In an age of prurient R&B gospel divas VIRTUE stand for something else. Mark Weber reports.
When fans of the new wave of female R&B gospel groups list their favourite aggregations, one of three teams usually get name-checked, Out Of Eden, Trin-I-Tee 5:7 and Virtue. The latter trio of testifying soul sisters - Karima Trotter Kibble, Shavonne Floyd Sampson and Ebony Trotter - came together at Oakwood College in Huntsville, Alabama (the same Seventh Day Adventist establishment that spawned those acapella hitmakers Take 6).
Virtue first got their start in 1994 in Oakwood College, when Karima Trotter was asked to get a group together to perform at a Friday night youth service. She, along with sister Ebony and friend Shavonne, were then known as Endurance and sang for different community events in New Orleans. They added another member, Negelle Sumter, and recorded their first album as Virtue. Shavonne left the group to become a full time mom and was replaced by Karima and Ebony's sister Heather, then Negelle also left the group for full time motherhood. "Who would have thought that Virtue would end up being the Trotter Sisters!" exclaims Karima. As a result, this ministry has evolved into a more personal one.
Because they are all sisters, they now make this element a big part of their ministry. They share their testimony of struggling to grow up in a single-parent home in hopes of offering encouragement to single parents and children growing up in the same circumstances. Also they don't hesitate to reveal that being in the industry is hard. "We've been through so much in our individual lives and careers that we just want to share what we've learned to help others think more positively and keep fighting to win," says Heather.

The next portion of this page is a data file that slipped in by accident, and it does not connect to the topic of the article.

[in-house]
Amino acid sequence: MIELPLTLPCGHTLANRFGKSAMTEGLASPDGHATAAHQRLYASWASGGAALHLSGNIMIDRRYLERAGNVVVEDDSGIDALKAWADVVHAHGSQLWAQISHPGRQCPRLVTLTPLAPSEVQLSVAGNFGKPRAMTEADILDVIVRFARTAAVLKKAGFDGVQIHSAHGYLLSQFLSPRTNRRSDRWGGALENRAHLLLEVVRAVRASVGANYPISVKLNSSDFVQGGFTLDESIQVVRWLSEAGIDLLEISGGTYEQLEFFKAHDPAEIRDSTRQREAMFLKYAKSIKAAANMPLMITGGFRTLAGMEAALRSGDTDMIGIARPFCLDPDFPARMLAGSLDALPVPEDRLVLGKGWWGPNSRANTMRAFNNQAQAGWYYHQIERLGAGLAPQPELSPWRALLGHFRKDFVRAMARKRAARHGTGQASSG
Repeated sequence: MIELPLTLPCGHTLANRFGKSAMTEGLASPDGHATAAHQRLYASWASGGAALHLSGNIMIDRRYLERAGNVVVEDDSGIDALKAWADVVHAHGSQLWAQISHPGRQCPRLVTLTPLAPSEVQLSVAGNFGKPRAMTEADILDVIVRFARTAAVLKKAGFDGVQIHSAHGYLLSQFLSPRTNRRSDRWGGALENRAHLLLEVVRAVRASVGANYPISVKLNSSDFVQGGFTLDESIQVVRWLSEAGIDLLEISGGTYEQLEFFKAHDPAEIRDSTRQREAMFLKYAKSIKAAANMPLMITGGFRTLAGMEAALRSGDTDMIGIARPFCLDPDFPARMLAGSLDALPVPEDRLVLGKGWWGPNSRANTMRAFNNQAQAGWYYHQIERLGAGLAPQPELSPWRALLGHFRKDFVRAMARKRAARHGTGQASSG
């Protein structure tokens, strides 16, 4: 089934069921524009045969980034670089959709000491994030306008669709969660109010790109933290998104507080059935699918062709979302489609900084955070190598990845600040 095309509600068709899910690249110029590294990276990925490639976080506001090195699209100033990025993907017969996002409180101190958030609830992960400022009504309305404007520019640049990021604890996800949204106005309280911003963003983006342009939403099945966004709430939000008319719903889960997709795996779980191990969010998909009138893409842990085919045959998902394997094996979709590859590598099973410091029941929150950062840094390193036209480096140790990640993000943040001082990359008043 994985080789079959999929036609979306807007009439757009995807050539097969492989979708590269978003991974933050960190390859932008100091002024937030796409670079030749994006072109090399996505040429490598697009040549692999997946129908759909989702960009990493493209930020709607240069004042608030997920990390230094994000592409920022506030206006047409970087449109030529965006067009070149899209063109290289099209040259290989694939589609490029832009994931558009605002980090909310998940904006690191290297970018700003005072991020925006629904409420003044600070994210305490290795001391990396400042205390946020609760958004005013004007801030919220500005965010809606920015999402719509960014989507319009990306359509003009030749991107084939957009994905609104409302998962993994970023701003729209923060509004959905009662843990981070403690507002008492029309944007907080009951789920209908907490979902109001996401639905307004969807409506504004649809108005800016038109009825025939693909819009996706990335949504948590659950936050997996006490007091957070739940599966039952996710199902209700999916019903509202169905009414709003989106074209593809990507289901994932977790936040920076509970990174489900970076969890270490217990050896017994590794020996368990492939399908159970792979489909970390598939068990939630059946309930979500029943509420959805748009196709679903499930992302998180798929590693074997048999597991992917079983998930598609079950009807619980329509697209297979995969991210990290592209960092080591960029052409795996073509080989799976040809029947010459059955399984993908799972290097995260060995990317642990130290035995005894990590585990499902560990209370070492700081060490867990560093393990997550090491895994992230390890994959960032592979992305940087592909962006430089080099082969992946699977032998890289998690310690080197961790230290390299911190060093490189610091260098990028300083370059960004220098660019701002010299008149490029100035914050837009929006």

Although albums - 'Virtue' (1997), 'Get Ready' (1999), 'Virtuosity' (2001) and 'Free' (2003) - have hardly been prolific their slick harmonies, soulful leads and punchy contemporary arrangements have gained them many admirers. A song, "Only God's In This" from their 'Free' album, shows that despite their winning ways with a funky R&B groove Virtue are a long, long way from the blatant sex talk and unrestrained hedonism of much of today's mainstream R&B. The chorus goes, "This ain't about no relationships/Not the kinda party that be pop'n Cris'/All that bling bling/Just leave it where it is/Only God's in this."
"At this point in our lives, we are growing and we've let go of so many things in order to grow," says Heather. "We made a decision to give our worries and concerns to God. We just felt he was telling us to free ourselves of everything. That's how the title came about - and many of the songs speak to that - free of negativity, free of self-doubt, free of whatever it is that holds you back."
The best song on 'Free' is the tender acoustic guitar ballad "You Just Be You," which starts out telling it like it is: "In a world that seems so fake/Artificial everything/Oh, I just want to be real." The song talks about the world judging you and how it's easy to feel insecure. The chorus brings the lyrical payoff, though, when the ladies speak directly to the listener with the words "you just be you."
"You Just Be You" was inspired by Heather's own testimony of being teased for having lighter skin than her siblings. When she'd go home crying, her mom would say, "you just be you." "I had a difficult time growing up and I always used to question why I looked different from my sisters," says Heather. "But over the years, I realized through Christ that he made us the way we are for a purpose. We've got to love ourselves. After all, he loved us first."
"We've gone back to our roots, straight up singing his praises," says Ebony. "A lot of the songs (on 'Free') say you are free to worship, free to praise. Once you can be free of things that weigh you down, you are free to be yourself and worship God for who he is."
In a world where Madonna and Britney Spears kiss on MTV to shock and titillate, it's a blessing to see Virtue do their thing without all the bling bling.The opinions expressed in this article are not necessarily those held by Cross Rhythms. Any expressed views were accurate at the time of publishing but may or may not reflect the views of the individuals concerned at a later date.